Tuesday, December 9, 2008

GWT: No need to shortchange your style

StudyBlue is an academic social networking application, built with GWT, that helps students study smarter, faster. StudyBlue has done a great job with their application styling and design, so much so that they are shooting for a Crunchie Award on Tech Crunch for Best Design 2008.

We've been approached by many programmers and designers alike that question how we got such a custom look using GWT. Our response is simple, "Use GWT to build the house, not to paint it." When you build a new house, you don't have your building contractor pick out the furniture, choose the color palette, or stencil the walls. Similarly, you shouldn't use GWT to inject all the "style" into your website. Instead, you rough it out with GWT and push the design to CSS.

Whether you're building a small widget to embed in an existing site, or you're building an entire web-application from scratch (that's us :-) ), we recommend the following three tenants to ensure maximum design efficiency and flexibility:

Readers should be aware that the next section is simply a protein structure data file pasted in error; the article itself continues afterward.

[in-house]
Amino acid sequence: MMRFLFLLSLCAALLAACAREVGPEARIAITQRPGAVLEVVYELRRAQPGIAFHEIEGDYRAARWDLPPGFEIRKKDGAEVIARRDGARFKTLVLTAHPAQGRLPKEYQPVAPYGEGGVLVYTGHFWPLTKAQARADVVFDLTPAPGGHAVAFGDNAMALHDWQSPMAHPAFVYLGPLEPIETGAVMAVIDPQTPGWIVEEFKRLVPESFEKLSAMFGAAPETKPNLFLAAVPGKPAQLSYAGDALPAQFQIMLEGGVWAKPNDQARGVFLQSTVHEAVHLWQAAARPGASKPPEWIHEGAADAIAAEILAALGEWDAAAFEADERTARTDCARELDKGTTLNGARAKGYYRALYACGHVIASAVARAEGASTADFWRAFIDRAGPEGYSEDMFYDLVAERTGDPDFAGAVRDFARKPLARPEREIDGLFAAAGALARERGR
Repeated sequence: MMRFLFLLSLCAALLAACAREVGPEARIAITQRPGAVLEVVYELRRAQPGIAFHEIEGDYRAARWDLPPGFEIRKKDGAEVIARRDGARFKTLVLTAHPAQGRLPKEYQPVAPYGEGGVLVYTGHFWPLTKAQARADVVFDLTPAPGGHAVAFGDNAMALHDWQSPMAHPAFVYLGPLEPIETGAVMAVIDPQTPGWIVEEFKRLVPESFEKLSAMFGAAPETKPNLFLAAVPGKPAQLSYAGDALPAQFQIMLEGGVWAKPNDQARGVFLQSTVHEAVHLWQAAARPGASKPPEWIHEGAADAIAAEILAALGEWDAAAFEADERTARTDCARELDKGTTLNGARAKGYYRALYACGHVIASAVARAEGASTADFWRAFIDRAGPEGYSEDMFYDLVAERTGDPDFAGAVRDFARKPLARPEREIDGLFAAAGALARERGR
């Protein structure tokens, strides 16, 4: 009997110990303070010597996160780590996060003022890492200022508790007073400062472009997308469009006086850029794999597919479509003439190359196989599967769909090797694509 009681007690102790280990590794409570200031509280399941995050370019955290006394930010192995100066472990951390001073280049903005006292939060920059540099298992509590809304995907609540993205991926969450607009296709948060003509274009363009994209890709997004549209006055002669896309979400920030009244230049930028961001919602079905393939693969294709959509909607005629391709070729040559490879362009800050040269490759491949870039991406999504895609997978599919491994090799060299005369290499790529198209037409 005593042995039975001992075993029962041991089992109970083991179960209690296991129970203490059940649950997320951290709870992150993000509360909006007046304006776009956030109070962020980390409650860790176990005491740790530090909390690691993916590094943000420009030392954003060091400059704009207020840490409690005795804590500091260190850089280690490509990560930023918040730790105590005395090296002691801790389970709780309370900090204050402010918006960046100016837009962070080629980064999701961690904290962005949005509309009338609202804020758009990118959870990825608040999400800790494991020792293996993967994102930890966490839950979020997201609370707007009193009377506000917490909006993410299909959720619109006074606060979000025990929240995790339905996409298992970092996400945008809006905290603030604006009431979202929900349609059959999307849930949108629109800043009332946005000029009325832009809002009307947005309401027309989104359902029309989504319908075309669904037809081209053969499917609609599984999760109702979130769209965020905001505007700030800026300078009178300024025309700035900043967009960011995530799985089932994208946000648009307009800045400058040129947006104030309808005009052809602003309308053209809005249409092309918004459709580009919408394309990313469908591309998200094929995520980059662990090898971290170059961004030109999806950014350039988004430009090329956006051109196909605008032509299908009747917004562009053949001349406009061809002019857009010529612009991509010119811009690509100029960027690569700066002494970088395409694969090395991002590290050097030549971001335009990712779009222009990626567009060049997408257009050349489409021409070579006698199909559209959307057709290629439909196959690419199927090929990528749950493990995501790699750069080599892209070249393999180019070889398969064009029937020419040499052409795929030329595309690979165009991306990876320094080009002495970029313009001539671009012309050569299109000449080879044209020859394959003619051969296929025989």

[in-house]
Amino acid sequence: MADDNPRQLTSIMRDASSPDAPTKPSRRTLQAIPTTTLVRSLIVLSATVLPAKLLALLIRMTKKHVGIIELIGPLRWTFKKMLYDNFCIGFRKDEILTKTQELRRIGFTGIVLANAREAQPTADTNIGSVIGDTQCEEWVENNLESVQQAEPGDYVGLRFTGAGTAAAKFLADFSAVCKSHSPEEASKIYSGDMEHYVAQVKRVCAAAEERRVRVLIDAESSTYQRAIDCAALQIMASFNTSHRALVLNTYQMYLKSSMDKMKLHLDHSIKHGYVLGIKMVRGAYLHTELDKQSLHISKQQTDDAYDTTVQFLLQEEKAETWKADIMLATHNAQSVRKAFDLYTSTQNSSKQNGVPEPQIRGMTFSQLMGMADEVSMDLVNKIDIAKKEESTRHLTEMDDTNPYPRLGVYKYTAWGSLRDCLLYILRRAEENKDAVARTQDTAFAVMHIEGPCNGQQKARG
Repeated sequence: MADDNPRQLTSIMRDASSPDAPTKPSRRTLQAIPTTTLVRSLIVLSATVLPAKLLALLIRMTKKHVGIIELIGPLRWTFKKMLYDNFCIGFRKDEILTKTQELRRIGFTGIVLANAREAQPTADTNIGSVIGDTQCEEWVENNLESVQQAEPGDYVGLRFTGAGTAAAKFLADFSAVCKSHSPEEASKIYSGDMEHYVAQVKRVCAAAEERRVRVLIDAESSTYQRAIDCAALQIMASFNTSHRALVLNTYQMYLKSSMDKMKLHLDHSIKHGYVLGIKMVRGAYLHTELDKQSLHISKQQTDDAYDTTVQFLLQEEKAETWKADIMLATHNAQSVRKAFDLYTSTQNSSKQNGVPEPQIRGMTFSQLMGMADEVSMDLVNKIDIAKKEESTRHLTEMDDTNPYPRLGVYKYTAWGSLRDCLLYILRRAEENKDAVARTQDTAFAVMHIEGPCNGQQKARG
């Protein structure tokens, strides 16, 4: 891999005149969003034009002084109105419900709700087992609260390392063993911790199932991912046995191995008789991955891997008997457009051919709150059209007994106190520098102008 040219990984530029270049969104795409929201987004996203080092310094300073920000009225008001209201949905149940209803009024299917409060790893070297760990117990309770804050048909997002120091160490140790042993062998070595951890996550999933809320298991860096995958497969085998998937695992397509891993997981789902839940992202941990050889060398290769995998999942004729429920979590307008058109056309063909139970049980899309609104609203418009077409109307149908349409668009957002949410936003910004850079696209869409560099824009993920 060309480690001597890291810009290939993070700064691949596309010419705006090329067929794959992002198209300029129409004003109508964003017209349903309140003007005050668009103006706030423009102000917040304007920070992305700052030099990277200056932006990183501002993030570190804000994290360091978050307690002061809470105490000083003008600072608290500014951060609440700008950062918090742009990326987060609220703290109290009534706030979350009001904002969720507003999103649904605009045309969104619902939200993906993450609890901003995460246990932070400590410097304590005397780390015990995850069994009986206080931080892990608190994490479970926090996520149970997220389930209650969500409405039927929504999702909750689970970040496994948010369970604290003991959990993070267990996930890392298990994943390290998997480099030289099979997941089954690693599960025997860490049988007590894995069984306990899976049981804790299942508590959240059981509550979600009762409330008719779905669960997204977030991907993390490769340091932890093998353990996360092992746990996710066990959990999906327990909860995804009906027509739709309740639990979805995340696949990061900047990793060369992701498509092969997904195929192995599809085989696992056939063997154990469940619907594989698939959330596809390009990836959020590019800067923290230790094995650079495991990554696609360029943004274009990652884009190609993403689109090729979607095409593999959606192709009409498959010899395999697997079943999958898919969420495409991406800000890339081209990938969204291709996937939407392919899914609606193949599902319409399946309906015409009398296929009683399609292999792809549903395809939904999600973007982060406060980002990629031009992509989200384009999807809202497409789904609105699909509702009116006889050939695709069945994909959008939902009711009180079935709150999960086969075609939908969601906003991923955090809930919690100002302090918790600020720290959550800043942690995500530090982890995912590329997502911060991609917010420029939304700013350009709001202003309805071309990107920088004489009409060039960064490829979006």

1. Know your design team

  2. Keep all visual elements in the CSS

  3. Deploy to a test environment

Know Your Design Team

Sticking with our home construction analogy, you might go about building a home by first having an architect envision a space, then having his apprentice detail the blueprints, before finally having a contractor build the house. Similarly, you should assemble a good design team before diving into the construction of your site with GWT. Chances are, if you are a strong Java programmer (i.e. "the GWT Programmer"), you are not as strong at CSS design and image slicing. You need to know what team members you have at your disposal, and what their strengths are. Once you're set with a Designer and a CSS Stylist (they may be the same person), we recommend you follow this general workflow: